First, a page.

Joined: Fri Oct 03, 2008 8:45 am Posts: 786 Location: Bozeman, MT
The pressure placed on the touring risers is primarily down-force and hence a set of ski screws should be capable of accepting those forces. Pucks and touring brackets however have pressure exerted on them both up and down as well as side to side - which is why they call for a sturdier attachment system.
Joined: Tue Jan 29, 2008 12:37 pm Posts: 139 Location: East of the Cascades, Wa
I wouldn't recommend using ski screws since they are darkly small, better would be to use some fat wood screws...
Personally I have been using heli coils for the risers and 2 of the 3 climbing bracket holes, then t nutting the center hole. This way its all easily removeable just in case, and much stronger than just screwed into the wood
i like aksltxlt's idea for just 2 t-bolts on the touring bracket, really, you probably dont even need the third hole drilled at all...
ive been working as a ski tech the better part of a decade, and have never seen a heel riser rip out of any ski...oh and they obviously use the ski screws, which are really just a wood screw with a different head on it.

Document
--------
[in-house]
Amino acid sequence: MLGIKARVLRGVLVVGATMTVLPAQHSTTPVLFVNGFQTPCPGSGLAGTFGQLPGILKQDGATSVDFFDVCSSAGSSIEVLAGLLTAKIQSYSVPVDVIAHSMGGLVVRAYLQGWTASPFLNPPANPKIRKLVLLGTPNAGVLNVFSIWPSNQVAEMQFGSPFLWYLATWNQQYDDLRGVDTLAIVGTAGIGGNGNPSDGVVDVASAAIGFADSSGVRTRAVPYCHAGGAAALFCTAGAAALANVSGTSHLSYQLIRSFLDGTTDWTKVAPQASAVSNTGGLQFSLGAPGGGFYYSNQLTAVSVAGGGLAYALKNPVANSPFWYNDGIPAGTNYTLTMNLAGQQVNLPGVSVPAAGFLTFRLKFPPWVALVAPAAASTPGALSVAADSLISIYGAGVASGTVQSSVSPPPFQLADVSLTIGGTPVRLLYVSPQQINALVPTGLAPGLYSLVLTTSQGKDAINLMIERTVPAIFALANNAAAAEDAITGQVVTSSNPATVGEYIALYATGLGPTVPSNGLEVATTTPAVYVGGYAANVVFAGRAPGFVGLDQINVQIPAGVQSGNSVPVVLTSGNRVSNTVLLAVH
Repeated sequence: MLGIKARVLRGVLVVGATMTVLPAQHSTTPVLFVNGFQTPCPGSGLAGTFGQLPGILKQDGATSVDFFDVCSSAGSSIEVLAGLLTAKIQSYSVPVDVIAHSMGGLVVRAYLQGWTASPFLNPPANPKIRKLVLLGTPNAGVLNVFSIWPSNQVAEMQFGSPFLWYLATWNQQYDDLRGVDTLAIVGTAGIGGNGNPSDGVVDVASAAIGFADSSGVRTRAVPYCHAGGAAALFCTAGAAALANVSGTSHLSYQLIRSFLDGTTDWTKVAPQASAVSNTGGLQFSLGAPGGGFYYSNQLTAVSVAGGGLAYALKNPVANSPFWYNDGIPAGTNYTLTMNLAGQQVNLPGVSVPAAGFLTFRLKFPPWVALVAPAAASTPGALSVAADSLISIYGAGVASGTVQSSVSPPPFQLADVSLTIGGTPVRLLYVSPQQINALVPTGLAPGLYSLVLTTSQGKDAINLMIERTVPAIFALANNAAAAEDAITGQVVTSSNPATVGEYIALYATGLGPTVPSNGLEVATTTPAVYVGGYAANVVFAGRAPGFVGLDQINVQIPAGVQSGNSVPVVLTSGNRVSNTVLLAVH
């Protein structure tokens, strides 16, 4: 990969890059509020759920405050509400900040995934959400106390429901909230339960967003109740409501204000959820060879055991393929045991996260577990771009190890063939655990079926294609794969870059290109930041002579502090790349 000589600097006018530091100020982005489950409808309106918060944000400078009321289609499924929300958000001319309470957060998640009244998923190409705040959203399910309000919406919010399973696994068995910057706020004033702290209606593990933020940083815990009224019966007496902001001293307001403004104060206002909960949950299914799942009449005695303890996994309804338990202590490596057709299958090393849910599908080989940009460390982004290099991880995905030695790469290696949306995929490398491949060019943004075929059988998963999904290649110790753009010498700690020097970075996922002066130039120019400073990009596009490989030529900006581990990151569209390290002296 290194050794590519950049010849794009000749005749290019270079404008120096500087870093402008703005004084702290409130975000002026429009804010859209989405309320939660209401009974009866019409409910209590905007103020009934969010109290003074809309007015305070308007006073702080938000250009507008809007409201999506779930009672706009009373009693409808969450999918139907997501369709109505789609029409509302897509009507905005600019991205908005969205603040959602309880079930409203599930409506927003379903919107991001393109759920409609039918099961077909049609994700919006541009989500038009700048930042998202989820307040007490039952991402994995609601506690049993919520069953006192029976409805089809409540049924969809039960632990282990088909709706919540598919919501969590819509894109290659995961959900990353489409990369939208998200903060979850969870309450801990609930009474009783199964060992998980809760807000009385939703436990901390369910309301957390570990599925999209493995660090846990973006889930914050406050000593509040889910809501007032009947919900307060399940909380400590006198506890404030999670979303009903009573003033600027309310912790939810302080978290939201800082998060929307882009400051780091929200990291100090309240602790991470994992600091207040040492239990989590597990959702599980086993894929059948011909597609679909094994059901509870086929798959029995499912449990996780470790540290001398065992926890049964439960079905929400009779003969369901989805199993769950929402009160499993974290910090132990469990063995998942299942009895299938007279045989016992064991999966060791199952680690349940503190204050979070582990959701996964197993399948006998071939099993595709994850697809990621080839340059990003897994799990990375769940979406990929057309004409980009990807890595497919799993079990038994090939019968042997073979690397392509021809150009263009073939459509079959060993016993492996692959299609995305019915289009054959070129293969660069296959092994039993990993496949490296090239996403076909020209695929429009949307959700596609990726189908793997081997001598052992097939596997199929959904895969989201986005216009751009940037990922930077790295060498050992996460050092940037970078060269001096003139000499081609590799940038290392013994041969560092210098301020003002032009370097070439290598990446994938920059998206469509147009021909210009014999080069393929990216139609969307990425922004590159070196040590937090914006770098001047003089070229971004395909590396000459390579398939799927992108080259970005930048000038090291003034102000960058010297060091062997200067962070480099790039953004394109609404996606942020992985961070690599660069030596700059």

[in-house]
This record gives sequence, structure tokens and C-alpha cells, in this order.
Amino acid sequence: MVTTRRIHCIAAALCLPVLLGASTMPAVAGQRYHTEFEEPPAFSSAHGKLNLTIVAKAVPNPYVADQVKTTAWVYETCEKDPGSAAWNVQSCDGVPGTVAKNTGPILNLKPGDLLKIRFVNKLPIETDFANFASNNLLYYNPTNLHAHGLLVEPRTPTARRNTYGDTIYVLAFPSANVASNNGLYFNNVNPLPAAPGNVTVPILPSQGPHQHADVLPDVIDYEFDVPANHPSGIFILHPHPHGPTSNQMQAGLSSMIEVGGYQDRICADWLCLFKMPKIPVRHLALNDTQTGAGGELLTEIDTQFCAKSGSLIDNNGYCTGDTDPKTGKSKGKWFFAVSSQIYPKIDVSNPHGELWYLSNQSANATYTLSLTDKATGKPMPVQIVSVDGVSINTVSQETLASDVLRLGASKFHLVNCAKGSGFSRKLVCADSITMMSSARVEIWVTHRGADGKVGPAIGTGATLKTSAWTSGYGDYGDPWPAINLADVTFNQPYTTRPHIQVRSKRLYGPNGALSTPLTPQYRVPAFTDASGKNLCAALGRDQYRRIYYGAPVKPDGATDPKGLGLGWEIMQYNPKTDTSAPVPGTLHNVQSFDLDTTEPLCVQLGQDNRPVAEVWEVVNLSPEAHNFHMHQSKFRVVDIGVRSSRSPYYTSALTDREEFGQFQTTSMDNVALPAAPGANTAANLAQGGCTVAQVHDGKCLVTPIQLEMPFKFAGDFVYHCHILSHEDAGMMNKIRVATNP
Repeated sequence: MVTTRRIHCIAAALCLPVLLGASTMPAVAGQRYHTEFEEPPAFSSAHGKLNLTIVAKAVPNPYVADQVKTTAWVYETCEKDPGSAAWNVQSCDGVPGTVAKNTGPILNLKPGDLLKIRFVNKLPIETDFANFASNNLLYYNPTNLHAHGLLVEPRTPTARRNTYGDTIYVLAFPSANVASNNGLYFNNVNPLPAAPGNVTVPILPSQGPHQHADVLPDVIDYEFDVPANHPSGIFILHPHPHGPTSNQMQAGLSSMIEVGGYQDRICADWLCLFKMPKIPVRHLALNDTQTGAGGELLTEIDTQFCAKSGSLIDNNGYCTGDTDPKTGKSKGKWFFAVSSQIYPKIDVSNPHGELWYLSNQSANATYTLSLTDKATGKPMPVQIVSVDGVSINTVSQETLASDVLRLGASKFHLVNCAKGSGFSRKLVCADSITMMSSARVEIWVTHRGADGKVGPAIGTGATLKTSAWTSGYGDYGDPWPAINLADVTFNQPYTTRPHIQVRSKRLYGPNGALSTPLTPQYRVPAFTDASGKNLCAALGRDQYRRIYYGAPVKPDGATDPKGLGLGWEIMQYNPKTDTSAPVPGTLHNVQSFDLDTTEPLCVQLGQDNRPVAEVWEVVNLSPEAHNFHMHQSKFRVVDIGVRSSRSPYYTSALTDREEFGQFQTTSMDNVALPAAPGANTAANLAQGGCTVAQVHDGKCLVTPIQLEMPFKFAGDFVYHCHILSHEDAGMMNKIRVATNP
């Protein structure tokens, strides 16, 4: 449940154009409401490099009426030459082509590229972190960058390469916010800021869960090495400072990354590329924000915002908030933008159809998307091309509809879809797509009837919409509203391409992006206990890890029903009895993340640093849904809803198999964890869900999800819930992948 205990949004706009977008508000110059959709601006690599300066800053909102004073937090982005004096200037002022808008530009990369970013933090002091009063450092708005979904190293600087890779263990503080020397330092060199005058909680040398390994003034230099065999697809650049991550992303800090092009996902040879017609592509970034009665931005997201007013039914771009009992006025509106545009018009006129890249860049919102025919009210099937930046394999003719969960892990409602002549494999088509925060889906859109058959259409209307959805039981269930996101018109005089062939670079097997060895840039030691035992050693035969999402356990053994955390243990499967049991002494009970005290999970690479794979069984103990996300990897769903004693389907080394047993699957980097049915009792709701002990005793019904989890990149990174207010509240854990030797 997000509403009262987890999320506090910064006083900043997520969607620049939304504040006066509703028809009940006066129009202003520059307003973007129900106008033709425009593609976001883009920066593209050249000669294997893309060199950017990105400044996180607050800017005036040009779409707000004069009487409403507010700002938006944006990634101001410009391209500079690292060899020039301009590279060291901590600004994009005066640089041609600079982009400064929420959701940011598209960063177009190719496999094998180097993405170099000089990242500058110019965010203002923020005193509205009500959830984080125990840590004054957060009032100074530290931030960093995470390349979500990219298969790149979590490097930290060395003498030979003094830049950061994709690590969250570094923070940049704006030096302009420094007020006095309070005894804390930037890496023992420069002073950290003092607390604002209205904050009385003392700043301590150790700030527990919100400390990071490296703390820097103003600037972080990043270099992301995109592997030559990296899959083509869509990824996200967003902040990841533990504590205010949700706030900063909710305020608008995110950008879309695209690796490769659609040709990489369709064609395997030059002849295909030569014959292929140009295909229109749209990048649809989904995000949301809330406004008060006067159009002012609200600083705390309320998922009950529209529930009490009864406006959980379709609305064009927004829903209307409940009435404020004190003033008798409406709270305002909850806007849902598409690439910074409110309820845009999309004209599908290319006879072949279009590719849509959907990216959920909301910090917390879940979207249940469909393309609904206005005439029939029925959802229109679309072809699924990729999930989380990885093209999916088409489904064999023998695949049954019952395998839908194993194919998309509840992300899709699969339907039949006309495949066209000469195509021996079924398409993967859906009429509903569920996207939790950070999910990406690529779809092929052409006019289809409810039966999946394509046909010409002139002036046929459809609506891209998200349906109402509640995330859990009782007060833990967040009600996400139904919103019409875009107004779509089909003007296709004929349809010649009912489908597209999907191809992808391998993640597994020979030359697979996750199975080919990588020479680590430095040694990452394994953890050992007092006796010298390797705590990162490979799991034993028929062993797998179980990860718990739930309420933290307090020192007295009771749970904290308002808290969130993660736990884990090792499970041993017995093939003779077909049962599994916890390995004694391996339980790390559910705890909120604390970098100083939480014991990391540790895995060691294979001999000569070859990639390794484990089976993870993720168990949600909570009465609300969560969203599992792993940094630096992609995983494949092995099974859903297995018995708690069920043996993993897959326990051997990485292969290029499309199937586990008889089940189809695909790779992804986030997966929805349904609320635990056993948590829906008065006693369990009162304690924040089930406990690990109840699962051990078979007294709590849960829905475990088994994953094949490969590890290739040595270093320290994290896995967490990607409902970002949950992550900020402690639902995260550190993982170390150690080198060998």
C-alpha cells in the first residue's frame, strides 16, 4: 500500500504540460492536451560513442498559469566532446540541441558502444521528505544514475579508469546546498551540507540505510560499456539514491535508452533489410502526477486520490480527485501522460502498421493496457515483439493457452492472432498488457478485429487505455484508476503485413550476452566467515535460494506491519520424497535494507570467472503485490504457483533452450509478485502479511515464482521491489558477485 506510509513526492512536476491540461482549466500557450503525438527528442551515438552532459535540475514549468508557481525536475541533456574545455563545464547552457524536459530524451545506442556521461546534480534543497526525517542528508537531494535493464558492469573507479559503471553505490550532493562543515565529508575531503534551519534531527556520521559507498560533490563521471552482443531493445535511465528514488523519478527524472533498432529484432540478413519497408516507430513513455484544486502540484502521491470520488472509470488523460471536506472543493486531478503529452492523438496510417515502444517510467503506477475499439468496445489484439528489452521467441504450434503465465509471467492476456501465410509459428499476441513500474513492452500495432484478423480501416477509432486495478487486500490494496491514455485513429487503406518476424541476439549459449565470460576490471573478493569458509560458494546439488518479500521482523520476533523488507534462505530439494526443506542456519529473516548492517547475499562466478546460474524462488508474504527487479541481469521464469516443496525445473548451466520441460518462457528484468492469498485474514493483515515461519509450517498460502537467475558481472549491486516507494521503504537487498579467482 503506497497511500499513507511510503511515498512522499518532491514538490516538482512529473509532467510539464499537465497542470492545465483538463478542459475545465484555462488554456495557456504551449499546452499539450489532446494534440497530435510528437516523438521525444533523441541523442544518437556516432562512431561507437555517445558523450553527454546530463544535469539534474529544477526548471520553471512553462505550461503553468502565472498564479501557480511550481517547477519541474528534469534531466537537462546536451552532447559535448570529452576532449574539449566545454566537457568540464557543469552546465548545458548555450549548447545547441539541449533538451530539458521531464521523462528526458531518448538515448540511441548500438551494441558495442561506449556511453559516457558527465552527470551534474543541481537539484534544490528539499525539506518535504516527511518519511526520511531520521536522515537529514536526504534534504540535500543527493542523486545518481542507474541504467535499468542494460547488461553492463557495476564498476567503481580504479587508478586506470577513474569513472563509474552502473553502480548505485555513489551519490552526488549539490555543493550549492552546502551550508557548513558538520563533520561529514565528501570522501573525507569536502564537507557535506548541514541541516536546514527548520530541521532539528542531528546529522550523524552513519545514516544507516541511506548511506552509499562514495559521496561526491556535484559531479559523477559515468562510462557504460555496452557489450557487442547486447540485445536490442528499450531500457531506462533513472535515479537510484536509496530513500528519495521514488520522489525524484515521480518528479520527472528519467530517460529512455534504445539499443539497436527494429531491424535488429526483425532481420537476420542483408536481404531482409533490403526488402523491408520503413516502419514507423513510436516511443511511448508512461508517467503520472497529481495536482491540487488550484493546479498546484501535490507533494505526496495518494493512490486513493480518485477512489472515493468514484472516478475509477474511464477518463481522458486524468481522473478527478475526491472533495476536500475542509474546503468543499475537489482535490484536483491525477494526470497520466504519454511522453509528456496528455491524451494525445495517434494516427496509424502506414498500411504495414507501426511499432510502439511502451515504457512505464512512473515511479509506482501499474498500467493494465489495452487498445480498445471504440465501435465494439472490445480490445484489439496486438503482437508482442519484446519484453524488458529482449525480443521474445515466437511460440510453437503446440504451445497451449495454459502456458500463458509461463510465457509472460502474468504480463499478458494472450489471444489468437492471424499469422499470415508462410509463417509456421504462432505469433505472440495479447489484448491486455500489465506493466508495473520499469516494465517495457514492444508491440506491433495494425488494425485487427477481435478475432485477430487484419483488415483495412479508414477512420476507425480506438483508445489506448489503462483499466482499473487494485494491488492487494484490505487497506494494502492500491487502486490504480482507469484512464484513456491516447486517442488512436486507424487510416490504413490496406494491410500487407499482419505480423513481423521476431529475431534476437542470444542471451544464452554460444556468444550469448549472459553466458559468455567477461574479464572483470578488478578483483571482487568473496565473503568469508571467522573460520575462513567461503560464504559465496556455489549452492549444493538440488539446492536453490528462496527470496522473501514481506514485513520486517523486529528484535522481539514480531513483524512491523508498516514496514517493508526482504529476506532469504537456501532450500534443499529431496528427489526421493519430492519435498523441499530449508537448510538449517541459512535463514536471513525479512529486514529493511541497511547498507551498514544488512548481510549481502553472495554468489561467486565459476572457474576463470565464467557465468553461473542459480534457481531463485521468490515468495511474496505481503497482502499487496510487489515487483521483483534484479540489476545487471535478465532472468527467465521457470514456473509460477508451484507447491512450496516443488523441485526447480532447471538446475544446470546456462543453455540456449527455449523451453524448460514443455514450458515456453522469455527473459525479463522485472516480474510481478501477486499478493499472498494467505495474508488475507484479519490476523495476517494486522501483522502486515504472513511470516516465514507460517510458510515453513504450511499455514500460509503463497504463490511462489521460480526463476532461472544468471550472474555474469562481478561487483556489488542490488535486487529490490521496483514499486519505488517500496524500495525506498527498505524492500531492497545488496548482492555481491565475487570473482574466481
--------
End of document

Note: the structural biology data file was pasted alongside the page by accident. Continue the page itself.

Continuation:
ive also done the heli-coil deal and once we get the quiver killers in at my shop i will definatly try those out...
Joined: Wed Mar 23, 2005 10:05 am Posts: 1431 Location: Colorado
I have used ski screws for heel risers, and for Dynafit toe pieces for three years now with absolutely no problems. Properly installed ski screws can support tremendous loads in all directions. I have taken some pretty good split skiing falls on the Dynafit toe pieces with no problems. Perhaps if people are having problems with ski screws, they are installing them incorrectly? Certainly, there is no reason to T-Nut for heel risers, and remember, ever time you t-nut you reduce the overall strength and integrity of the board much more than a ski screw does at the same location.